This Disturbing TikTok 'POV' Trend Is All About Domestic Abuse

Teens aren't just miming along to pop songs – they're simulating abuse and violence.
TikTok POV domestic abuse trend
Photo: Jennifer Jordan

One video begins with a teenager cheerfully applying blush and putting on jewellery – before cutting to her staring despondently past the camera, the makeup on her face now simulating bruises and a black eye. The caption: "You go on a date with your abusive boyfriend and it doesn’t end well."

In another, a smiling girl enters a dark room. The description tells us she’s been pushed there to "hook up" with the jock, but soon realises there are multiple boys waiting for her. She lip-syncs with faux nervousness to a song playing over the clip, then acts out trying to escape the room before the video cuts to black. This is life on the unsettling side of "POV" (point of view) videos, one of social video platform TikTok’s most popular trends.


While many other posts in this category are harmless – for example, boys pretending to ask the person watching on a date, someone comforting the viewer after noticing they’re crying – these darker videos make for a difficult watch. They’re also insanely popular. One POV video, in which a boy plays a "psychotic boyfriend" who berates you for going out without telling him, has almost 230,000 likes. Another, of a girl who pretends to have shot her boyfriend out of jealousy, has 270,000.

So why is this happening?

TikTok user Jennifer Jordan says raising awareness of domestic abuse was the motivation behind her video, which is the one referenced at the start of this piece.

“Even though a lot of people were upset, I was flooded with even more comments defending and supporting me,” says Jennifer. “People with personal stories were coming out and thanking me for raising awareness of the topic, and that‘s exactly what I posted the video for.”

According to 2019 data from the Crime Survey for England and Wales, women aged 20 to 24 years are significantly more likely to be victims of domestic abuse than women aged 25 years and over – TikTok's users are young and in the former category. Could it be that young women and men aren't receiving adequate education about consent and abuse, and are taking the job of educating young people into their own hands?

One TikTok user, who asked not to be named, says her video – in which she pretends to have murdered the family of her unfaithful boyfriend – was inspired by “the creativity of other POV makers”, who link the plots of their videos to the lyrics of songs.


“To anyone that may argue POVs could normalise this type of behaviour, I would say that the videos actually help to spread awareness,” she says. “Since people going through abuse may feel alone, having a POV dedicated to their situation prevents them from feeling so isolated.”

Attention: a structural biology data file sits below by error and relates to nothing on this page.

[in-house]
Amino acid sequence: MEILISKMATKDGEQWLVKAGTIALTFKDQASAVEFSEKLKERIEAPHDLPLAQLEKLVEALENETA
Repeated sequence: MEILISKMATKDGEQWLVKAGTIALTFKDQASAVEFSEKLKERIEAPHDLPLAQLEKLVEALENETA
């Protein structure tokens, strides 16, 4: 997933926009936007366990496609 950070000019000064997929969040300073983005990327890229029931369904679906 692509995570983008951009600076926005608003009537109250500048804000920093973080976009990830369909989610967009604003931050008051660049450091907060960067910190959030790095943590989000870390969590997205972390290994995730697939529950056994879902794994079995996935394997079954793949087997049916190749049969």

Nadia Mahmud, board member of domestic abuse charity Woman’s Trust, believes it's important to teach people from a young age about the types of behaviour that are healthy and unhealthy in relationships. "This," she says, "is they can spot signs early on and keep themselves, and their friends, safe.”

But while a lack of education might explain why this content exists, it could also be triggering – especially for users who aren't looking out for it. TikTok’s format makes it difficult to protect users – a large portion of whom are children and teenagers – from harmful or potentially triggering content. You can view content on the TikTok app by searching hashtags, keywords, and users, but there is also the For You page, where videos recommended for you are displayed. This functions like a carousel; a new video begins playing as soon as the previous one has finished, and there’s no way of knowing what video might appear next.

After viewing some of the videos in question, a spokesperson for TikTok said that because they’re fictional, the posts do not breach community guidelines. The spokesperson added that a Restricted Mode can be activated in order to filter inappropriate content out of users’ feeds, but would not explain how the app identifies videos as being inappropriate or not.

“The platforms may not be responsible for the actual footage or message, but they facilitate the rapid spread of unmoderated content,” says Nadia. “Perhaps more crucially, by the time it’s been flagged, the damage has already been done.”

Social media platforms have a responsibility to regulate content and give users the option to protect themselves from harmful posts. Perhaps if more young people were able to identify abuse in all of its forms, and were aware of its prevalence in the real world, such disturbing videos wouldn’t be making their way online in the first place. Then again, maybe teens are taking education into their hands, in their own very online way.